Digital Witch Hunt

Bianca Haun

Traditional journalism depended on professional journalists often traveling to the actual location  of an event and gathering facts together prior to writing an article itself, which – in turn – was only printed if it was proved to be interesting enough for the editorial staff. That staff acted as a gatekeeper – deciding upon which news were to be printed, being sufficiently relevant for the public to know and which news wouldn’t fit into their program. Nowadays a lot of information reaching us has been written and contributed by more decentralized means. Through the use of the internet, people from all over the world can contribute to a more open and less regulative news landscape.

A very specific form of journalism has been the often successful and well-beloved collaboration of the media with crime investigators. “Crimewatch U.K.” in Great Britain, “Crime Investigation” in Israel, “Efterlyst” in Sweden, “America’s Most Wanted” in the U.S. and “Aktenzeichen XY… ungelöst” in Germany are only a few examples that illustrate how important collaborative crime investigation has become in terms of cross-connecting different information sources long before the era of the internet. In Germany, unsolved crime cases went on air in 1967 and were presented to the audience with the intent to acquire new leads from the public when a particular investigation got stuck. Especially very intense or dramatic events or news attracted many people, willing and motivated to contribute to an investigation.

Nowadays, the mechanisms and the effectiveness of these media-supported types of crime investigation have been furthered much through the use of the internet. People find new possibilities to work together and gather information about a certain case or topic. Specifically designed tools for crowd-sourced investigation like TOMNOD provide satellite imagery allowing to gather an abundance of images together and thus vast areas of space to be searched for any signs of abnormalities or suspicious occurrences. Of course, the limited number of police officers or federal crime investigators could not provide the time necessary to scan through all the footage of the ocean looking for any signs of aircraft parts, like in the case of Flight MH370, but a huge amount of people in the internet is willing and motivated to do exactly that. The Boston Marathon Bombings are one key example for crowd-sourced crime investigations. When the attacks took place during the annual Boston Marathon on April 15th, 2013, the law enforcement asked the public to help with the investigation. They were looking for any suspicious behavior in the marathon area as well as for help in identifying possible suspects within the surveillance tapes which had been made publically available for that purpose. This material was accompanied by photography’s and videos of visitors, which resulted in an enormous amount of contributed data.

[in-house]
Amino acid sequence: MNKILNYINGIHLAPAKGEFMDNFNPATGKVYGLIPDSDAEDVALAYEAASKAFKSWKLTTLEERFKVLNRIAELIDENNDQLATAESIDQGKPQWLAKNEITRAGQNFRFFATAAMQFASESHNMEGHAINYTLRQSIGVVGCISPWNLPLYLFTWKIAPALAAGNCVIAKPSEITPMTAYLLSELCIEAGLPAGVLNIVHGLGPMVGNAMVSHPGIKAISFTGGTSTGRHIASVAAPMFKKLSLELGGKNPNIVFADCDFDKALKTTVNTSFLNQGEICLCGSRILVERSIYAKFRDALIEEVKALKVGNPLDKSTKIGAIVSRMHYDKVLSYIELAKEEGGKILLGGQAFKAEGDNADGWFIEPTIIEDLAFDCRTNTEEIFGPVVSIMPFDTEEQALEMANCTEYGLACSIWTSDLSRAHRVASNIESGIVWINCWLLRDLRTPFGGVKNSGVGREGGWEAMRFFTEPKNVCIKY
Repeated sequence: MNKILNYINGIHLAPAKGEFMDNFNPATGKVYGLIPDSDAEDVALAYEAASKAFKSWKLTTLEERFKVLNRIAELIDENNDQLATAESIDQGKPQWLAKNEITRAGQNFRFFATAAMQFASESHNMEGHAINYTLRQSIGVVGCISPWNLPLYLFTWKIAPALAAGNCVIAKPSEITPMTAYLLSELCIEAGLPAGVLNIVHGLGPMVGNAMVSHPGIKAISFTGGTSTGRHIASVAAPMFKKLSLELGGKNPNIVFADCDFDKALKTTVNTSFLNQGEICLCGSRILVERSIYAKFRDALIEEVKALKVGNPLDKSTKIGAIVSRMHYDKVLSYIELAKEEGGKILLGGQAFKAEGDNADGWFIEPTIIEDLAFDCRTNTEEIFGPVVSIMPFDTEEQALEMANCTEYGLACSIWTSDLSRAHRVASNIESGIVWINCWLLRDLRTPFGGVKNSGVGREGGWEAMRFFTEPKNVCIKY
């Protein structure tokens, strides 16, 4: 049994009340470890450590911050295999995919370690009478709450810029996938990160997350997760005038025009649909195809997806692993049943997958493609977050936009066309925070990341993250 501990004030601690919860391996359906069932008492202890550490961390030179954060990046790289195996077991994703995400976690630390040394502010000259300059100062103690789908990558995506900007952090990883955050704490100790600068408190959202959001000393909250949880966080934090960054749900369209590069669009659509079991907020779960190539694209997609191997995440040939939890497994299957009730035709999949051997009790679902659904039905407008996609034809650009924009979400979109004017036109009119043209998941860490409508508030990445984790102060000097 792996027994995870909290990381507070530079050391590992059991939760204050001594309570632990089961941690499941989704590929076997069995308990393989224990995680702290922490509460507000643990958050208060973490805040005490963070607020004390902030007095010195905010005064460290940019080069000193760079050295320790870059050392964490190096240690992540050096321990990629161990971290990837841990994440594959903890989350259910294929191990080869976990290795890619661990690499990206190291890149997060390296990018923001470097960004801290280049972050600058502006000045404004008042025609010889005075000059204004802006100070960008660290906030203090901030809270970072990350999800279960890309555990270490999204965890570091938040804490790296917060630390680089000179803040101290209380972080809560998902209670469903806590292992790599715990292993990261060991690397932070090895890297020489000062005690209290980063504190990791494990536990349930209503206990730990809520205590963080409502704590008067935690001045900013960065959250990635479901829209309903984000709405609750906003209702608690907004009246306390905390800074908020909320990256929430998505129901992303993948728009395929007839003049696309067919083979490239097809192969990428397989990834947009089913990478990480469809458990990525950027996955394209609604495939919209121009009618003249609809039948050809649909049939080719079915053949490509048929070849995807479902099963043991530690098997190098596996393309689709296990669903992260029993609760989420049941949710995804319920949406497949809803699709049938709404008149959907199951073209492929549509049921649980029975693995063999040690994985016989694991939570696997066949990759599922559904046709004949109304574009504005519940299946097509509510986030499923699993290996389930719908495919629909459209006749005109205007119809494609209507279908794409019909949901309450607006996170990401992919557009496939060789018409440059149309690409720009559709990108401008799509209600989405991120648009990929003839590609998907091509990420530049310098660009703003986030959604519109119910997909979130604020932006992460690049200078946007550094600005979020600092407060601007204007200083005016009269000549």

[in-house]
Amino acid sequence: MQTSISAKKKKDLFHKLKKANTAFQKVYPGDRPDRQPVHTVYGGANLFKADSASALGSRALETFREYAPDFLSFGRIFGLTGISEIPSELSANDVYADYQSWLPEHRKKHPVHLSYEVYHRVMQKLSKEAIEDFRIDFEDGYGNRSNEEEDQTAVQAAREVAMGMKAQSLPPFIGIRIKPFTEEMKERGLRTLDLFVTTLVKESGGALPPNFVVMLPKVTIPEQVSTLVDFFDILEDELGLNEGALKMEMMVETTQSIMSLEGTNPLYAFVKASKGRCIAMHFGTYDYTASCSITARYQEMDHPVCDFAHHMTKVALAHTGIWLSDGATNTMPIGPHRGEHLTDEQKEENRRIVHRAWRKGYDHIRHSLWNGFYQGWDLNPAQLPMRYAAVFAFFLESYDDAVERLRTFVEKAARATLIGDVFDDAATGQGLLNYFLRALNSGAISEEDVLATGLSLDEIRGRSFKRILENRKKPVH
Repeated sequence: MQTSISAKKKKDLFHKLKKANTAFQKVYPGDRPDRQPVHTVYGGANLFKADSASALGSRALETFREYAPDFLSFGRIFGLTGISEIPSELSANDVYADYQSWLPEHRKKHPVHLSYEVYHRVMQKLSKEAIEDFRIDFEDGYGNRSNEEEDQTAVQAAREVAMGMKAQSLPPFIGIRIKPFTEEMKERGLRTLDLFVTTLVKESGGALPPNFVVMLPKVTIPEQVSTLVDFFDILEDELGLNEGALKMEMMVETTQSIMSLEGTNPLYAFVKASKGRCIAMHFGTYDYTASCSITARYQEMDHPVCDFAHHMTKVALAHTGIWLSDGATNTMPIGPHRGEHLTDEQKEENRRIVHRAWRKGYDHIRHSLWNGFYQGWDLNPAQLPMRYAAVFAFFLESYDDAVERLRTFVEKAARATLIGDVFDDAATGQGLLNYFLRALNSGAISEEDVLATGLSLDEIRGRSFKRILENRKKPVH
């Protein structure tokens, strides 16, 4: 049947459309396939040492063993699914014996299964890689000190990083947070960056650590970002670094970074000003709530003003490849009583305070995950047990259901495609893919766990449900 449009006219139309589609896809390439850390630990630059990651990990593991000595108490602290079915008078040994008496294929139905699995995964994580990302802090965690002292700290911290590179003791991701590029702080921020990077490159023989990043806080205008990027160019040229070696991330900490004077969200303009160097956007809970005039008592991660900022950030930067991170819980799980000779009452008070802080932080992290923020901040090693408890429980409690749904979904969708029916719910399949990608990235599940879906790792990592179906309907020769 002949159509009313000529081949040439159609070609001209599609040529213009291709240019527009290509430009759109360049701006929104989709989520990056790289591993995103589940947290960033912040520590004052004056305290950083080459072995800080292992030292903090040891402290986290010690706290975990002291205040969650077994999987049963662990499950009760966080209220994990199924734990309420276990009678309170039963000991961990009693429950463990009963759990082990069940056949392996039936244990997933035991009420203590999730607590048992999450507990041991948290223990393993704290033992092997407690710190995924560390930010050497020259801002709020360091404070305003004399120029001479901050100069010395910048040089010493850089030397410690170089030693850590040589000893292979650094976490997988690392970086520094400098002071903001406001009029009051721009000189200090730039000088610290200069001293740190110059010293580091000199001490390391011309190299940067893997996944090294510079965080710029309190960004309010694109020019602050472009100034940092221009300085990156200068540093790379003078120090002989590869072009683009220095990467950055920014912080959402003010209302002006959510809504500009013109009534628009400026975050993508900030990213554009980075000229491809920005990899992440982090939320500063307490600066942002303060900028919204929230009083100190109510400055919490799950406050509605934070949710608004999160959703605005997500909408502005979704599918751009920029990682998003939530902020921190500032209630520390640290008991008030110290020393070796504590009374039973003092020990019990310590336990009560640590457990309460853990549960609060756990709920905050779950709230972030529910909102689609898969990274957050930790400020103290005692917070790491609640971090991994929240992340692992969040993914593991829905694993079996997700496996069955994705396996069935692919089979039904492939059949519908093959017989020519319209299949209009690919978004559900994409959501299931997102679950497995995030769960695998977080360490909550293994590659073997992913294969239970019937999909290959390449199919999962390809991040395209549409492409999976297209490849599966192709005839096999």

The reddit community also took part in the collaborative search. A sub-reddit (like a sub-forum) named “Find Boston Bombers” was created. They exchanged photos, names and addresses of possible suspects, which most notably resulted in the exposure of many innocent people. Some of them were harassed and exposed to public attention. One wrongfully accused suspect, Sunil Tripathi, received much attention, as he was missing since March. He was found dead a few days after the Boston Bombings. Even though the police does not believe it had been a case of homicide, one might still wonder about the negative consequences brought upon the suspects and their families by such premature accusations. Reddit later on apologized that the whole sub-reddit and crowd-sourced, collaborative search for the bombers had resulted in such a witch hunt.